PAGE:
torsdag den 8. juli 2010
Rob Kitchin, The White Gallows (2010)
This Irish police procedural is the second in the Colm McEvoy series.
Within one day Detective Superintendent Colm McEvoy is sent out to two deaths. The first one is an anonymous Lithuanian, the second is old Dr Koch, a German billionaire in his 90s, the founder of a successful company. At first glance, Koch seems to have died a natural death, but the young officer who arrives at the crime scene suspects foul play when he notices some marks on the body.
Outside Koch´s unassuming farmhouse the police discover a noose hanging from an old oak tree. A gallows, prepared for Dr Koch, or some kind of message? Significantly, the noose is placed where the local gallows was in the past (nice touch), indicating that Koch´s death may be related to his past.
The hotheaded relatives are less than pleased when they realize they are on McEvoy´s list of suspects together with his Polish housekeeper Roza, his temperamental neighbour and two East Europeans, members of the Jewish organization the Yellow Star. The organization is on the track of a Nazi war criminal who used his expertise on chemistry in the Jewish Skeleton Project, a most horrible concentration camp experiment.
Colm McEvoy, a likeable and honest detective, has been a single father since his wife died of cancer a year ago. His twelve-year-old daughter seems to cope well and be happy to spend much of her time with her aunt though she can´t help worrying whether her hard-working father remembers to eat. McEvoy misses his wife acutely, and as he quit smoking a few months ago he is not only lonely and overworked, but also highly irritable. As a consequence, McEvoy rubs several people up the wrong way, suspects as well as colleagues, yet it may be a sign that he is ready to move on with his life that he shows some interest in Kelly Stringer, his pretty colleague with the shapely legs.
It was a great pleasure to read my way through the twists and turns of this exciting, yet quite realistic novel which is a highly appreciated gift from the writer. See my review of Rob´s debut, The Rule Book.
And to quote Norman of Crime Scraps, "Hopefully there will be a book three in the series."
Etiketter: Irish, review, Rob Kitchin
Abonner på: Kommentarer til indlægget (Atom)
Dorte - Wonderful review! I really am eager to read this one. It sounds like a terrific read.
Oh, you've definitely peaked my interest. So many thoughts pop in my head. Does the first murder connect with Koch, was Koch murdered for his past or just greedy relatives taking advantage of that to throw the cops off. Great review.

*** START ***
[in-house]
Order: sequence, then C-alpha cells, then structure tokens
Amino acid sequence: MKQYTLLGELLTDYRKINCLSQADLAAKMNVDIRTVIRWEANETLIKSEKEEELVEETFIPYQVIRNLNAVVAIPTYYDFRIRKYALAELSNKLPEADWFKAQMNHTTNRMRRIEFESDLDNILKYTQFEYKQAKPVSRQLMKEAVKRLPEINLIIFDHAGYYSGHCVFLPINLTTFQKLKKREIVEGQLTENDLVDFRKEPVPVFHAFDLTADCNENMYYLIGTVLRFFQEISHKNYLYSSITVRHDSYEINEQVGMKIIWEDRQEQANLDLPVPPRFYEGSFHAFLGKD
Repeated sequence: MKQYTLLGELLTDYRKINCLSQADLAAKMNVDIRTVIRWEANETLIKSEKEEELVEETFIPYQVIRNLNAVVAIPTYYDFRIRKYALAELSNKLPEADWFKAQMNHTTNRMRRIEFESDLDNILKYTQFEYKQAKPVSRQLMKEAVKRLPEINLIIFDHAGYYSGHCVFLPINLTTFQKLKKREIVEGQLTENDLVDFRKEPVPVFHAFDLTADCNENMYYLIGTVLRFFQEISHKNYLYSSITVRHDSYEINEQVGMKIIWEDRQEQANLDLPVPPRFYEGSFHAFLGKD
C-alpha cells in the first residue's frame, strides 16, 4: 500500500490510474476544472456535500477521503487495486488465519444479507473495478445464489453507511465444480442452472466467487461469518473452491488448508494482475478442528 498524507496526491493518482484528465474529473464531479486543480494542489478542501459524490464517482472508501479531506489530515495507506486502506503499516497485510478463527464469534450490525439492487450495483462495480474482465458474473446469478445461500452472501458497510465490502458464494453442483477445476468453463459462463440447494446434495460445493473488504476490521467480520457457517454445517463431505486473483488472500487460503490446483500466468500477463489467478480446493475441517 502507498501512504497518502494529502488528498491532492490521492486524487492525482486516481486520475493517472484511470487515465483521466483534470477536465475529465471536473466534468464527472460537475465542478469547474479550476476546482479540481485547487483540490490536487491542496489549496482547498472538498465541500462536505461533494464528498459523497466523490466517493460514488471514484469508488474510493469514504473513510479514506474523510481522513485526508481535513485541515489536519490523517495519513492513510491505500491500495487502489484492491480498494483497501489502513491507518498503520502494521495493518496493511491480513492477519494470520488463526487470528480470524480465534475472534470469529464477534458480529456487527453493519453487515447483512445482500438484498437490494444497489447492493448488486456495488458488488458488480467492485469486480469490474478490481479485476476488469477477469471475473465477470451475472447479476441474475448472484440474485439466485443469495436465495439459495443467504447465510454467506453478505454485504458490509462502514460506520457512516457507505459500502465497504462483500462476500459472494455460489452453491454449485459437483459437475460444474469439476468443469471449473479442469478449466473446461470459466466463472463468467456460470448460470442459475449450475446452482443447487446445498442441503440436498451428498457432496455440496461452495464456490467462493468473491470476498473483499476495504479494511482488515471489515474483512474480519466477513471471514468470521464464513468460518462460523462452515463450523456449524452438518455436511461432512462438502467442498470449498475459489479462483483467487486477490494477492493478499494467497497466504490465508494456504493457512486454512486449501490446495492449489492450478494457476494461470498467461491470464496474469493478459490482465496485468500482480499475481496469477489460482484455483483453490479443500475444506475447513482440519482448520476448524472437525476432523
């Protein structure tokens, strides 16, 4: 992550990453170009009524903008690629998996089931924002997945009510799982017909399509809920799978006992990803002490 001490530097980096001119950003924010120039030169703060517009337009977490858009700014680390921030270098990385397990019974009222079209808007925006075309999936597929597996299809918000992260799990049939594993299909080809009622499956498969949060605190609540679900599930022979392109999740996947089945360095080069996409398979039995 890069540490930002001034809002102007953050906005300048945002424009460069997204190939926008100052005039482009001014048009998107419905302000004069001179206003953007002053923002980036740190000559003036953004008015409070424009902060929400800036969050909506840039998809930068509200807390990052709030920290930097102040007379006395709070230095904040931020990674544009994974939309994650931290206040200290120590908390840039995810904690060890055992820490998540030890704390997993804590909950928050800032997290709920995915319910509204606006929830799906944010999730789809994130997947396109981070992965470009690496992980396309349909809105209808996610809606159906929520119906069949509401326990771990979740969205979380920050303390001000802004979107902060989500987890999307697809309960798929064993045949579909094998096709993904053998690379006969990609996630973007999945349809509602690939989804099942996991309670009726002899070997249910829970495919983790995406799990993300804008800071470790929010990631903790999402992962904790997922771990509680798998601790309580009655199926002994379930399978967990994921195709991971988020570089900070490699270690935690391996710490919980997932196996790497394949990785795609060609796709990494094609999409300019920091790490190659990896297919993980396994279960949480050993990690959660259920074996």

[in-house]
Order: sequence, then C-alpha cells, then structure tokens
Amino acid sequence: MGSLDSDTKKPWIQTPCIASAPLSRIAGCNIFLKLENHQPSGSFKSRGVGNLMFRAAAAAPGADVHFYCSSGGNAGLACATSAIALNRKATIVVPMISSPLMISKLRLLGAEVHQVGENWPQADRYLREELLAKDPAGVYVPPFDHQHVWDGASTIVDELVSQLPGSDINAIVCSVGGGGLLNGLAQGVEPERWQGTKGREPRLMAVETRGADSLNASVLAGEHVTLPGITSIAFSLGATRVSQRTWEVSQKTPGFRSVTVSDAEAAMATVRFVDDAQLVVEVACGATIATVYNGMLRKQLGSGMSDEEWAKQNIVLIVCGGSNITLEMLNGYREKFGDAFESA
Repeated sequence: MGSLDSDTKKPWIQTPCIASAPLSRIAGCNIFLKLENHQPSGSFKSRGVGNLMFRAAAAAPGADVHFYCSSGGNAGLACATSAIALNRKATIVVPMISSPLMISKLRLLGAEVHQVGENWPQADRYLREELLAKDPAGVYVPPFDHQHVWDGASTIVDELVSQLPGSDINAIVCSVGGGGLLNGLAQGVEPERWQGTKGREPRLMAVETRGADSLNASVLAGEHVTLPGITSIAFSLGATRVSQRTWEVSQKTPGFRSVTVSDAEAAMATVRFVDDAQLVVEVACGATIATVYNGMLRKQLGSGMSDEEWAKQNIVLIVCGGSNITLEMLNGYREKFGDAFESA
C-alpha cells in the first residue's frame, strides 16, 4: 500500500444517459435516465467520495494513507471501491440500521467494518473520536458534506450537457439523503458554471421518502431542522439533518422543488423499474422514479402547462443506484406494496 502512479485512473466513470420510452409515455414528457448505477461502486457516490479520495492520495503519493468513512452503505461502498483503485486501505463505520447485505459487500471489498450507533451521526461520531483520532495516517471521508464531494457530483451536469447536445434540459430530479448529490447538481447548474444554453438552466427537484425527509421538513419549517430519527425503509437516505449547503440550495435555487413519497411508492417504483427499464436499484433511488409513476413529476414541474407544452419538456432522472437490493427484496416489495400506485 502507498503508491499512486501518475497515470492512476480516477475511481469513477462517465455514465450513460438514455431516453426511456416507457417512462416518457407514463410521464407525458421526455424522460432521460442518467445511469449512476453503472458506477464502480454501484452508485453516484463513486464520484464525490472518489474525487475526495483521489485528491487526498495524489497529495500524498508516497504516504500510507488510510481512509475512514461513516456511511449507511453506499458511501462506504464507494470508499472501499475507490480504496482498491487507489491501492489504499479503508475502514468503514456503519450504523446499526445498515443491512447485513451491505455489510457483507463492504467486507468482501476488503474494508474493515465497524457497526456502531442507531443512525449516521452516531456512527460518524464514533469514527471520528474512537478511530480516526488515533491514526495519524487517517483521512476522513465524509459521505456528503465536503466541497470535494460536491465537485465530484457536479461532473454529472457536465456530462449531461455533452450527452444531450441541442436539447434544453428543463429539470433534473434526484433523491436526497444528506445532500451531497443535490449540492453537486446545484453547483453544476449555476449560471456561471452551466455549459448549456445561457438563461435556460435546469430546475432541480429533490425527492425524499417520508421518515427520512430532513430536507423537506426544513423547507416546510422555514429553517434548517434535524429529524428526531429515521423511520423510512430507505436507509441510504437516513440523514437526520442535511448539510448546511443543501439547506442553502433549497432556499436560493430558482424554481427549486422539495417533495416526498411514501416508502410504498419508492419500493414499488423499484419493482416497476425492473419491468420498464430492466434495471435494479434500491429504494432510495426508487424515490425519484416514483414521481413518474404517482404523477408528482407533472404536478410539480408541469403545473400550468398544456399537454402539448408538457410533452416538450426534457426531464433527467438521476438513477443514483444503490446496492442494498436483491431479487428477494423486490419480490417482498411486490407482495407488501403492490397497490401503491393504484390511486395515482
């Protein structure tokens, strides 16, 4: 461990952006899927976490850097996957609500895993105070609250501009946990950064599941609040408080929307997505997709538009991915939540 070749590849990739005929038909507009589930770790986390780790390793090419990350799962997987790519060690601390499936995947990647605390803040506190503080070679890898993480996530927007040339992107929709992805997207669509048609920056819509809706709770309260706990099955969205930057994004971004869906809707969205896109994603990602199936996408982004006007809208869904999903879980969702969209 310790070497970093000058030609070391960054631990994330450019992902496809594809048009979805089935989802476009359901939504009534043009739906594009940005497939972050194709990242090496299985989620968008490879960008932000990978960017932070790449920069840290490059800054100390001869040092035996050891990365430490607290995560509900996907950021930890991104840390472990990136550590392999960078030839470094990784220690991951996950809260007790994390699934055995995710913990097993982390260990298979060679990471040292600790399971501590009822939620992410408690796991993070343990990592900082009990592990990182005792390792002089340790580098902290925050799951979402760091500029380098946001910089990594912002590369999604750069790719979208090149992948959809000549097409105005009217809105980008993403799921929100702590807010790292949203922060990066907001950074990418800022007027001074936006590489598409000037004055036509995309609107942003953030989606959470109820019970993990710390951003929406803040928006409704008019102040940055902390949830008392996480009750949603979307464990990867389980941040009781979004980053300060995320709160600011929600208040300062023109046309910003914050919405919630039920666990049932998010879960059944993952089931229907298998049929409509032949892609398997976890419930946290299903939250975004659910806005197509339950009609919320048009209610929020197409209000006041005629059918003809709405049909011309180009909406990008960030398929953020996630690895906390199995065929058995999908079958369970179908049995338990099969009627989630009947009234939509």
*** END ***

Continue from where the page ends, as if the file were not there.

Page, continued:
Thoughts in Progress
This sounds like a series I'd like. I like the Irish setting and I think I"d like the back story of McEvoy too.
Margot: thank you! I had great expectations, and I wasn´t disappointed.
Mason: I am glad I have aroused your curiosity. This was not one of those plots you guess on page fifty.
Beth: McEvoy is more grumpy and stressed than in the first book, but I still like him a lot, especially as he struggles so hard to be a good father. And after having read the ending of the second, I think Rob Kitchin may have something in store for the family.
I hope to get to it soon. My toppling TBR pile is embarrassing.
A really memorable cover. another book to be added to my wish list. Thanks for the recommendation Dorte.
Patti: I am sure you´ll like this one. And owning too many books is definitely better than no books!
Tracy: I am glad you like the cover. This book is a bit special for me because I have followed Rob Kitchin´s blog and seen the cover even before it was published.
This one really sounds good! I, too, like the cover.
Doesn't hurt that I like the name 'Colm', too.
Kelly: there is much to like about this novel :D
Thanks for the review, Dorte. I'm glad you enjoyed it. I'd like to say I'm working on finishing the third book, but other things seem to keep getting in the way. My plan is to have it complete by the end of August. Great that people like the cover, as you know there's a backstory to that! At least with the next one I am going to be wandering round with a spade, rather than noose, looking for a photo opportunity!
Rob: perhaps I should divert my readers with a link to your ´cover story´?
Good to know Colm is in for more adventure - perhaps with a touch of romance?
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